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Various

Tr​á​nsitos S​ó​nicos - M​ú​sica electr​ó​nica y para cinta de compositores peruanos (1964​-​1984) (2LP)

Label: Buh Records

Format: 2LP

Genre: Electronic

Preorder: Shipping out from August 30th 2024

€34.00
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Tip! This compilation offers a first overview of the early works of electronic and tape music created by Peruvians between 1964 and 1984. This period marks a technical and aesthetic evolution that allows us to understand the development of electronic music in the Peruvian context, from an initially internationalist model to a more situaded one.

The first phase occurs in the 1960s, when many composers migrated outside Peru in search of advanced training and access to knowledge and infrastructure that the academic music scene in Peru could not provide. During these specialization trips, Peruvian composers gained access to the languages of the international avant-garde of the post-war period. César Bolaños traveled to Argentina, to the Centro Latinoamericano de Altos Estudios Musicales (CLAEM) at the Instituto Di Tella, where he produced an extensive body of work, including "Intensidad y Altura" (1964) for magnetic tape, the first electronic work produced in the CLAEM electronic music laboratory. Similarly, Edgar Valcárcel was a CLAEM fellow and also spent time at the Columbia-Princeton Electronic Music Center in New York, where he composed, among other works, "Invención" (1967) for magnetic tape. Enrique Pinilla also passed through there, composing "Prisma" (1967) for magnetic tape. Alejandro Núñez Allauca was another CLAEM fellow, where he composed "Gravitación Humana" (1970) for magnetic tape.

However, several Peruvian composers faced the dilemma of how to continue these sonic explorations locally without relying solely on specialization trips to access the infrastructure of major international laboratories. Due to the inability to establish a laboratory for electronic music production in Peru during these early decades, given the weak institutional framework of the academic music circuit and the absence of budget allocations for the National Conservatory, it was rather private initiatives in recording studios that paved the way for the sustained production of experimental pieces with electronic setups and media, largely oriented towards the production of music for film and dance. This was accompanied by a notable interest in utilizing the sounds of native Peruvian instruments. This also marked a shift from an internationalist model of electroacoustic music towards an openness to other types of sonic experimentation.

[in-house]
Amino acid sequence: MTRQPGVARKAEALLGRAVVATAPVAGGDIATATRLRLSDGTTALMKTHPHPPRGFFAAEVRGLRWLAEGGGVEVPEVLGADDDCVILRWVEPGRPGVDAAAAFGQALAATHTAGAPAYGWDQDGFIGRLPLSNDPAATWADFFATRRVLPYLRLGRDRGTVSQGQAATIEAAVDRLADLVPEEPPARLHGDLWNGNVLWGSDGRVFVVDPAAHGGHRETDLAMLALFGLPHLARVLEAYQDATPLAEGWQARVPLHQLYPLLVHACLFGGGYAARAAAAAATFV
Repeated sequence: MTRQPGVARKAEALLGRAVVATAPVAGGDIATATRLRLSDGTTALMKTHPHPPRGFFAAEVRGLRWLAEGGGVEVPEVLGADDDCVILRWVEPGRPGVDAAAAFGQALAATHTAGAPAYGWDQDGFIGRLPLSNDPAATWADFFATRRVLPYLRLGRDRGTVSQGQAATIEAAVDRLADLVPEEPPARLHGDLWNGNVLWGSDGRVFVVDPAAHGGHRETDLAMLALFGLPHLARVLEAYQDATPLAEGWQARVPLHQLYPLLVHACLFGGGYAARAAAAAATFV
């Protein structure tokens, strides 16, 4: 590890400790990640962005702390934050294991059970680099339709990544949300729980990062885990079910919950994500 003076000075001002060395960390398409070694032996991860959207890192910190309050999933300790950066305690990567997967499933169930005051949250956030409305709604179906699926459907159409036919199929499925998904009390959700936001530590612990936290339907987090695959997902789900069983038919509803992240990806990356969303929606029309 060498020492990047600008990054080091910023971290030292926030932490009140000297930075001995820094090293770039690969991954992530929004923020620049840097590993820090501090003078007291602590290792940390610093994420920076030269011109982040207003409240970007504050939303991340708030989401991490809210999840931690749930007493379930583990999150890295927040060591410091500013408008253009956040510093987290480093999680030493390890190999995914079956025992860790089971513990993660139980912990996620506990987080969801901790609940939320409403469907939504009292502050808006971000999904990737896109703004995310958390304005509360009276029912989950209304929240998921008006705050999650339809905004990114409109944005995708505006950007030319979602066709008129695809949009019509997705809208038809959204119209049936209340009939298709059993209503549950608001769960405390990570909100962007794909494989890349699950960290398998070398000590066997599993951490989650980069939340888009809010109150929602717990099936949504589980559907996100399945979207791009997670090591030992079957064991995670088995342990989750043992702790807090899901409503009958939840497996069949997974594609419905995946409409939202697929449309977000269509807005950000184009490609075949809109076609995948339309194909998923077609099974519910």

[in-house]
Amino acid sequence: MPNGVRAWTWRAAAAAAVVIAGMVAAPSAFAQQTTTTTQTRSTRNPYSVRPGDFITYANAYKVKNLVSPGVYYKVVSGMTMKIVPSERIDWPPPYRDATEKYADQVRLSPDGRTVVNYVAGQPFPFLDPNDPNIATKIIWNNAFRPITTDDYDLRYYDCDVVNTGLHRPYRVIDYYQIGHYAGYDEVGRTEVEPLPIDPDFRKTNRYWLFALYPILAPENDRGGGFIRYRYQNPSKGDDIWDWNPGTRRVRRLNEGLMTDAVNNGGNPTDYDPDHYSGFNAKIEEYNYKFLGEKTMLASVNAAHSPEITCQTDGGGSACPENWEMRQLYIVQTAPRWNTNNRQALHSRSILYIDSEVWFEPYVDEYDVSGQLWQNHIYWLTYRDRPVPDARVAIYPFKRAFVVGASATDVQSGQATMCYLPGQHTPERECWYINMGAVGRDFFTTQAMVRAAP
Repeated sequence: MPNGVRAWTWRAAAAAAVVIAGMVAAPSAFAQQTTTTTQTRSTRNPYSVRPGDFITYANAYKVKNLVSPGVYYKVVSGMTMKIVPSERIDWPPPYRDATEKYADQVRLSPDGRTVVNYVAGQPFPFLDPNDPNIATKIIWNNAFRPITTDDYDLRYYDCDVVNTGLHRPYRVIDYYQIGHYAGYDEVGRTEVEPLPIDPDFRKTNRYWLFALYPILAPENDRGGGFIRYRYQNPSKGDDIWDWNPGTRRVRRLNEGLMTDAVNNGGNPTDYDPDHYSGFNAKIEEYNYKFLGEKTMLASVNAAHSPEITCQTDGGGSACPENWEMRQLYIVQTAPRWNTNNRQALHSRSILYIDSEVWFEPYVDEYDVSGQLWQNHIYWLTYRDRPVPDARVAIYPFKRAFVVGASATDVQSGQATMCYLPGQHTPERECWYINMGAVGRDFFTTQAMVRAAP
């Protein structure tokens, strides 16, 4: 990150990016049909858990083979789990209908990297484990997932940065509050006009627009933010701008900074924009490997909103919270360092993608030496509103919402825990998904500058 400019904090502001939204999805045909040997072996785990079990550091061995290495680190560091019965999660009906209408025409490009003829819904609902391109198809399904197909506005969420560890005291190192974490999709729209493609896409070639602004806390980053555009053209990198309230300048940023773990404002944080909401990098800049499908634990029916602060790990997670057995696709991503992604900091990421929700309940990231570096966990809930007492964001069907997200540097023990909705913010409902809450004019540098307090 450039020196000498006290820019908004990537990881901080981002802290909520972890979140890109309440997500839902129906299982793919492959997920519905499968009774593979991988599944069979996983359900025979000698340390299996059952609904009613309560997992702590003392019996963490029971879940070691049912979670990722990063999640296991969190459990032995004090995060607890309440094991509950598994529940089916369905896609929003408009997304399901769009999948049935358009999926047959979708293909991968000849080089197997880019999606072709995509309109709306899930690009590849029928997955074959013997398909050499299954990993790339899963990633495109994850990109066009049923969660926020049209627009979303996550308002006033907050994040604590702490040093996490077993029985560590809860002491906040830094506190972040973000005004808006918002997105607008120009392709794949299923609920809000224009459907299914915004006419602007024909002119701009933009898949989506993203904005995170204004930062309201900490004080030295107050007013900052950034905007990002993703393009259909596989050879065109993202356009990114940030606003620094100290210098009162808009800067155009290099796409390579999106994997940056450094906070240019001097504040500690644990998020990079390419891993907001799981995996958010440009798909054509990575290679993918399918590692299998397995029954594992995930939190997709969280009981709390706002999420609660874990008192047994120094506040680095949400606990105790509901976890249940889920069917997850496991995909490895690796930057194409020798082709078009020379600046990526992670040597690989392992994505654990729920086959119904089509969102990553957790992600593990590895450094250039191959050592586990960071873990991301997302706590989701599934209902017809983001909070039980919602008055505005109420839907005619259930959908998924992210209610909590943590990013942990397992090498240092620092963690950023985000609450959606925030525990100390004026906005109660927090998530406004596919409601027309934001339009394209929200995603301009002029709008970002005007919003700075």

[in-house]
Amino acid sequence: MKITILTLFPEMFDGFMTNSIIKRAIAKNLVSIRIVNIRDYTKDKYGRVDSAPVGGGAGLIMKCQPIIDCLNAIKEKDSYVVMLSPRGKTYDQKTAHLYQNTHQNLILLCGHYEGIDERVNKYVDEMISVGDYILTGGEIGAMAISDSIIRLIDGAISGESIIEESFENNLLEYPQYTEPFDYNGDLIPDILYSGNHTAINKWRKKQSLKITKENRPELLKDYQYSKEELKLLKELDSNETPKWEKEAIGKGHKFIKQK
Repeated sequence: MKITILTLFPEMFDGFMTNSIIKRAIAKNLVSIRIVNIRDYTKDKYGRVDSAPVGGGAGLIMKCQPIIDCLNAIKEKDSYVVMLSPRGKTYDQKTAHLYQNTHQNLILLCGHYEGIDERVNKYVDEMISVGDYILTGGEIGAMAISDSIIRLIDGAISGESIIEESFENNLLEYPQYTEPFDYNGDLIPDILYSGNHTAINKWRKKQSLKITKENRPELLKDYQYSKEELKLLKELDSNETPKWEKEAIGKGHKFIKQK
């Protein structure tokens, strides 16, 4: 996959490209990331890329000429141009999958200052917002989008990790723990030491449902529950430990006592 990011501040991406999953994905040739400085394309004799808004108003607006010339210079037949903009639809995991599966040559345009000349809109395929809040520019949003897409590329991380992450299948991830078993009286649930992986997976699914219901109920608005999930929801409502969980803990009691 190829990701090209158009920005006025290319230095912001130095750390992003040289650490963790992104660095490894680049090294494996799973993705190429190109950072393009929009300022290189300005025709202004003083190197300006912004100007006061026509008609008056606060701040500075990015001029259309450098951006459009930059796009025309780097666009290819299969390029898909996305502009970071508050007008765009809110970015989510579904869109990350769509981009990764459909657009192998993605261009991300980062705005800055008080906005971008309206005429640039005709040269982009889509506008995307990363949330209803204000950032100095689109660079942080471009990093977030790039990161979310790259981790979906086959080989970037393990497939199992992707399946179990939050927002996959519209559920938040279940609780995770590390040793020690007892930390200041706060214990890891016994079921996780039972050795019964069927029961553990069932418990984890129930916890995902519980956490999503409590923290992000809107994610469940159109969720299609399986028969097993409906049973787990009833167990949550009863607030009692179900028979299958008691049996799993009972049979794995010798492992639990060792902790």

Composers such as Arturo Ruiz del Pozo, Luis David Aguilar, and Corina Bartra belong to this new period, which also marks the emergence of an initial scene of experimental music and free improvisation. Ruiz del Pozo pursued a Master's in Electronic and Film Music at the Royal College of Music in London, where he composed "Selvynas" (1978), part of his series "Composiciones Nativas," concrete music pieces based on native Peruvian instruments. Upon returning to Lima, he continued producing music for films using electronic sounds and setups. Luis David Aguilar also became involved in music for film and television, composing, among other works, "Hombres de viento" (1978), the soundtrack for José Antonio Portugal's film, which mixes native and Western instruments amplified and processed electronically. He would be one of the first to have a private recording studio. Corina Bartra, after being part of various improvisation ensembles alongside musicians such as Ruiz del Pozo and Aguilar, traveled to London where she took courses in composition and electronic music, composing the mixed work "Aves en vuelo al sur" for voice, instruments, and tape in a private studio.

Sonic Transits: Electronic and Tape Music by Peruvian Composers (1964-1984) is part of the Essential Sounds Collection series produced by Buh Records for Centro del Sonido, a website set up as a digital archive of Peruvian experimental music and sound art. The compilation has been curated by Luis Alvarado and is published in a limited edition of 300 copies in double vinyl format. It includes extensive notes and visual documentation. Mastered by Alberto Cendra. Art and desig by Gonzalo de Montreuil.
 

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